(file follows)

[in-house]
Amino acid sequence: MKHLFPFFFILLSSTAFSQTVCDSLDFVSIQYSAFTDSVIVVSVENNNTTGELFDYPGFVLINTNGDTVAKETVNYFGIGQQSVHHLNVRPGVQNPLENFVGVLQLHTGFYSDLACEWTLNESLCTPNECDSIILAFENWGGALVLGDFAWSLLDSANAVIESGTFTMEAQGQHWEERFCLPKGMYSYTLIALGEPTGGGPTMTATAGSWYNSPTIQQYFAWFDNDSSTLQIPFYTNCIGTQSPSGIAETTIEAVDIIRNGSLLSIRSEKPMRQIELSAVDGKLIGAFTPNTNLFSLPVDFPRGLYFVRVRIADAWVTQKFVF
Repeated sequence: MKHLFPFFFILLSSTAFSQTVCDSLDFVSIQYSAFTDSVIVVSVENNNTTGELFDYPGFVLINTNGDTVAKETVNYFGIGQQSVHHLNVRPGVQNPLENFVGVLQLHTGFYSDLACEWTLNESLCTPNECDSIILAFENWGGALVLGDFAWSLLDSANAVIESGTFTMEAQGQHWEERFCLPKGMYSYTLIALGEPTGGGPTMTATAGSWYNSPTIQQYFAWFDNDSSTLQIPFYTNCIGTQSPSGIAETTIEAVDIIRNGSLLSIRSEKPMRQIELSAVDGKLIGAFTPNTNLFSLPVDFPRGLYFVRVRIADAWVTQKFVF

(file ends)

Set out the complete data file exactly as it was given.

[in-house]
Amino acid sequence: MKHLFPFFFILLSSTAFSQTVCDSLDFVSIQYSAFTDSVIVVSVENNNTTGELFDYPGFVLINTNGDTVAKETVNYFGIGQQSVHHLNVRPGVQNPLENFVGVLQLHTGFYSDLACEWTLNESLCTPNECDSIILAFENWGGALVLGDFAWSLLDSANAVIESGTFTMEAQGQHWEERFCLPKGMYSYTLIALGEPTGGGPTMTATAGSWYNSPTIQQYFAWFDNDSSTLQIPFYTNCIGTQSPSGIAETTIEAVDIIRNGSLLSIRSEKPMRQIELSAVDGKLIGAFTPNTNLFSLPVDFPRGLYFVRVRIADAWVTQKFVF
Repeated sequence: MKHLFPFFFILLSSTAFSQTVCDSLDFVSIQYSAFTDSVIVVSVENNNTTGELFDYPGFVLINTNGDTVAKETVNYFGIGQQSVHHLNVRPGVQNPLENFVGVLQLHTGFYSDLACEWTLNESLCTPNECDSIILAFENWGGALVLGDFAWSLLDSANAVIESGTFTMEAQGQHWEERFCLPKGMYSYTLIALGEPTGGGPTMTATAGSWYNSPTIQQYFAWFDNDSSTLQIPFYTNCIGTQSPSGIAETTIEAVDIIRNGSLLSIRSEKPMRQIELSAVDGKLIGAFTPNTNLFSLPVDFPRGLYFVRVRIADAWVTQKFVF